The beer I kegged last weekend was about 3 weeks old, and perfectly clear. I never get chill haze, though, and my beers are crystal clear unless I use an ingredient that can cause haze (like wheat). To my mind, that's more a product of my good hot break and cold break. My immersion chiller works great in the winter (very cold tap water!) so I think that's why. I also tend to use more flocculant yeast, which settle out fairly quickly. If I use a yeast like German ale yeast (#1007), I may have to cold crash before kegging.

If you keg a cloudy beer, you might get a clear beer after time in the kegerator. But you might not. Better to have it clear before you keg it.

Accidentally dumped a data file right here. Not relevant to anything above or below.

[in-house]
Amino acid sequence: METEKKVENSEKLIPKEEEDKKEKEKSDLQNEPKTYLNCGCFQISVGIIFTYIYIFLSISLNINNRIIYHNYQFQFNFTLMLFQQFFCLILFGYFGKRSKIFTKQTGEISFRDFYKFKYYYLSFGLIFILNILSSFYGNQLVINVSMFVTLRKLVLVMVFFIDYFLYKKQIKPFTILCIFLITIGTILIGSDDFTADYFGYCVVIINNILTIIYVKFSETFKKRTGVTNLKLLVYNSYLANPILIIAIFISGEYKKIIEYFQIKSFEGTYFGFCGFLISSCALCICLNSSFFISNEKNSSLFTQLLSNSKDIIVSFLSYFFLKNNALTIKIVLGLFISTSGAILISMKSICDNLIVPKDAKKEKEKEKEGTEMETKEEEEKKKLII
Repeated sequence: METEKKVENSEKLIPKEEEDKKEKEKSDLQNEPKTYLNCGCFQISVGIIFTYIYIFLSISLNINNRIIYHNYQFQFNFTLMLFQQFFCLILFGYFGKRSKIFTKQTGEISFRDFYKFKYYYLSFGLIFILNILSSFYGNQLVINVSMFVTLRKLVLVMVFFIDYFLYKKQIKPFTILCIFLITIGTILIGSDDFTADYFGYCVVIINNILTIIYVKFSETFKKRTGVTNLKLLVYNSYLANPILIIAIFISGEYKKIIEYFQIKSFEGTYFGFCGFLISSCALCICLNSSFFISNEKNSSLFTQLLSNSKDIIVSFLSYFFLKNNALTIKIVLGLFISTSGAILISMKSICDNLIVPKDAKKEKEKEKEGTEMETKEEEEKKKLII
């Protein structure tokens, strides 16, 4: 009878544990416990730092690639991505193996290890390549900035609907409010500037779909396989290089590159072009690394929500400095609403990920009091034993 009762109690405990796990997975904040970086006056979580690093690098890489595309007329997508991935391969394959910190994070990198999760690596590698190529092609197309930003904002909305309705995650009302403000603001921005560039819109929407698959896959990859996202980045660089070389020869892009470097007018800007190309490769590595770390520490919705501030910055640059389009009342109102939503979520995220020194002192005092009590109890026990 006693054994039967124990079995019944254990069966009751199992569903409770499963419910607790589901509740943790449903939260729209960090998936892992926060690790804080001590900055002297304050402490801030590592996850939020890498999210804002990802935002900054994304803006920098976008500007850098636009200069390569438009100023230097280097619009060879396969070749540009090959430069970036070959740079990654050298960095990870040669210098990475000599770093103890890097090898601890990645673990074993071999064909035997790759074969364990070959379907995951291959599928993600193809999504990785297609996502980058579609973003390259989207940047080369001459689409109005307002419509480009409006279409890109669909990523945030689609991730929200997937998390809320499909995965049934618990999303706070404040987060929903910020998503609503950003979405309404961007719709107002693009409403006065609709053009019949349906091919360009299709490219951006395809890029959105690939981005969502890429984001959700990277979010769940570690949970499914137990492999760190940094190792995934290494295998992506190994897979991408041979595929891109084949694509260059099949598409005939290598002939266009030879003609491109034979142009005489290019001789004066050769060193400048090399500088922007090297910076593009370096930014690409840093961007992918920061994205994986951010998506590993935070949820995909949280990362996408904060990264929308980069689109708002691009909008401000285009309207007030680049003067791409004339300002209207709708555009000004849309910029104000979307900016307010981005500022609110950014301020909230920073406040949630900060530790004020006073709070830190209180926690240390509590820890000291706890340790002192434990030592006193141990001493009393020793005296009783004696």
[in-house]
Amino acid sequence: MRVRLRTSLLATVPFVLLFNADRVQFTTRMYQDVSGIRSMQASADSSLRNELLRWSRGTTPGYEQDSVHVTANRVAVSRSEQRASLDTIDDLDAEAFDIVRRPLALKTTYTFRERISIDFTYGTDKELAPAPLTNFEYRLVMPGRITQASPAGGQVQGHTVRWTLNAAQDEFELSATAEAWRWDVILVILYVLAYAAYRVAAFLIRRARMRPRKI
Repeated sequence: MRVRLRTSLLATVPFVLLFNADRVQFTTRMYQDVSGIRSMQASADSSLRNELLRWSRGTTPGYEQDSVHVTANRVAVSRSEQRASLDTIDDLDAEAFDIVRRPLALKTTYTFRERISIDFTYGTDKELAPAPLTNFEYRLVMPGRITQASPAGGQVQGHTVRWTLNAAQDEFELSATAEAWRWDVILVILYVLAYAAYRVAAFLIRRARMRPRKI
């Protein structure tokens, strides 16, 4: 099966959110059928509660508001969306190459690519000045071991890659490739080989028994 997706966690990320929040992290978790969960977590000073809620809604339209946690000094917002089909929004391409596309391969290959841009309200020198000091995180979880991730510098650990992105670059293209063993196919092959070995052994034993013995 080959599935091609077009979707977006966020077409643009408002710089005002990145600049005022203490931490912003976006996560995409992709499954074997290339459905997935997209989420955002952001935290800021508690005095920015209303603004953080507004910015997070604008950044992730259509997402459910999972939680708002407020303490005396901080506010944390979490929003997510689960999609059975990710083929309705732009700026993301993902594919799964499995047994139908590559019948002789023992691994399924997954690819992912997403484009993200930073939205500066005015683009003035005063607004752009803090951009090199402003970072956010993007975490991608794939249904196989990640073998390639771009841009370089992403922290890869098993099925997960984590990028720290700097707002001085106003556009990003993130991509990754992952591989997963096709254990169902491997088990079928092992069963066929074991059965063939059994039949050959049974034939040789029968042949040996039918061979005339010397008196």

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Old 04-21-2009, 12:02 PM   #7
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Quote:
Originally Posted by YooperBrew View Post
The beer I kegged last weekend was about 3 weeks old, and perfectly clear. I never get chill haze, though, and my beers are crystal clear unless I use an ingredient that can cause haze (like wheat). To my mind, that's more a product of my good hot break and cold break. My immersion chiller works great in the winter (very cold tap water!) so I think that's why. I also tend to use more flocculant yeast, which settle out fairly quickly. If I use a yeast like German ale yeast (#1007), I may have to cold crash before kegging.

If you keg a cloudy beer, you might get a clear beer after time in the kegerator. But you might not. Better to have it clear before you keg it.
Thanks for the response. So my take on things is that clarity usually comes after final gravity is reached. So if its in a clear carboy, I'll just wait till it clear before I even mess with gravity readings.